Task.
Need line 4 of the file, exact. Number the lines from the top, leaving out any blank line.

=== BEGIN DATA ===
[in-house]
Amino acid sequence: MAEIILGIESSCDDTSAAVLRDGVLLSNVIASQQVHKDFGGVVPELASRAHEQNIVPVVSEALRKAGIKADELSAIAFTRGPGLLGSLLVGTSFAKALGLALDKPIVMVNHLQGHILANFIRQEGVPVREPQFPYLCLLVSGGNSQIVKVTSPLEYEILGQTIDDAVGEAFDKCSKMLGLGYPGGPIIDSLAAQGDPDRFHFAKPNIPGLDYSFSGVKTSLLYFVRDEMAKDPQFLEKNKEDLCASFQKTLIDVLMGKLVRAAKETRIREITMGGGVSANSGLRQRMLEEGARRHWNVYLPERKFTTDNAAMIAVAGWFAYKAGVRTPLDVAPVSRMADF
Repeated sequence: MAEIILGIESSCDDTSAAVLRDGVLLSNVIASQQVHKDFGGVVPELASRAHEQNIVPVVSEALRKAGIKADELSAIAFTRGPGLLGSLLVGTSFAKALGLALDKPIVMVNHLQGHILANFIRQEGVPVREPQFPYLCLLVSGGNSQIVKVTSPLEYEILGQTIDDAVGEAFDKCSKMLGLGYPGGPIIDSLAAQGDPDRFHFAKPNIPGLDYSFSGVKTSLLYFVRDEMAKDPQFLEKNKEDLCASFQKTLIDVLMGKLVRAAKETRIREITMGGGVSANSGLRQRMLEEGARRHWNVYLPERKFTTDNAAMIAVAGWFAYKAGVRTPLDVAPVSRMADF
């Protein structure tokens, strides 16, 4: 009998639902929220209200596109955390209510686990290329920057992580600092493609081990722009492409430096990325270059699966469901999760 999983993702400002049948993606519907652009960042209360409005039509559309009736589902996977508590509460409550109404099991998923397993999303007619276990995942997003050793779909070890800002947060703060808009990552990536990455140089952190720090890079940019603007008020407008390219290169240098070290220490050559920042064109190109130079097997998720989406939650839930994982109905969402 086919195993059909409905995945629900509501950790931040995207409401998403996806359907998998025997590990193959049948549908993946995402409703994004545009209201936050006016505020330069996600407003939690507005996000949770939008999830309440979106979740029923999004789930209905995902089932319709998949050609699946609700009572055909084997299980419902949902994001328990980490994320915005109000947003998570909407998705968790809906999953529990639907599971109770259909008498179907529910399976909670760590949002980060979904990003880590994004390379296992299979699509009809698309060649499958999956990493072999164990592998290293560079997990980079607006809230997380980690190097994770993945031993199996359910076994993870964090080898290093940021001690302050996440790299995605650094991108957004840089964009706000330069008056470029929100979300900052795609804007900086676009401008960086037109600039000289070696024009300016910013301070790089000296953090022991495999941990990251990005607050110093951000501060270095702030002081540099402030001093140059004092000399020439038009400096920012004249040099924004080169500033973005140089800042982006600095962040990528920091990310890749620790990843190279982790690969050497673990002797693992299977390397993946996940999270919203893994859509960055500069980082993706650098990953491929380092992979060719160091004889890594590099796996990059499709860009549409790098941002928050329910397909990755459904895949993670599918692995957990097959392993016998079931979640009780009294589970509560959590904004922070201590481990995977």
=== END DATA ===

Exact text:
């Protein structure tokens, strides 16, 4: 009998639902929220209200596109955390209510686990290329920057992580600092493609081990722009492409430096990325270059699966469901999760 999983993702400002049948993606519907652009960042209360409005039509559309009736589902996977508590509460409550109404099991998923397993999303007619276990995942997003050793779909070890800002947060703060808009990552990536990455140089952190720090890079940019603007008020407008390219290169240098070290220490050559920042064109190109130079097997998720989406939650839930994982109905969402 086919195993059909409905995945629900509501950790931040995207409401998403996806359907998998025997590990193959049948549908993946995402409703994004545009209201936050006016505020330069996600407003939690507005996000949770939008999830309440979106979740029923999004789930209905995902089932319709998949050609699946609700009572055909084997299980419902949902994001328990980490994320915005109000947003998570909407998705968790809906999953529990639907599971109770259909008498179907529910399976909670760590949002980060979904990003880590994004390379296992299979699509009809698309060649499958999956990493072999164990592998290293560079997990980079607006809230997380980690190097994770993945031993199996359910076994993870964090080898290093940021001690302050996440790299995605650094991108957004840089964009706000330069008056470029929100979300900052795609804007900086676009401008960086037109600039000289070696024009300016910013301070790089000296953090022991495999941990990251990005607050110093951000501060270095702030002081540099402030001093140059004092000399020439038009400096920012004249040099924004080169500033973005140089800042982006600095962040990528920091990310890749620790990843190279982790690969050497673990002797693992299977390397993946996940999270919203893994859509960055500069980082993706650098990953491929380092992979060719160091004889890594590099796996990059499709860009549409790098941002928050329910397909990755459904895949993670599918692995957990097959392993016998079931979640009780009294589970509560959590904004922070201590481990995977």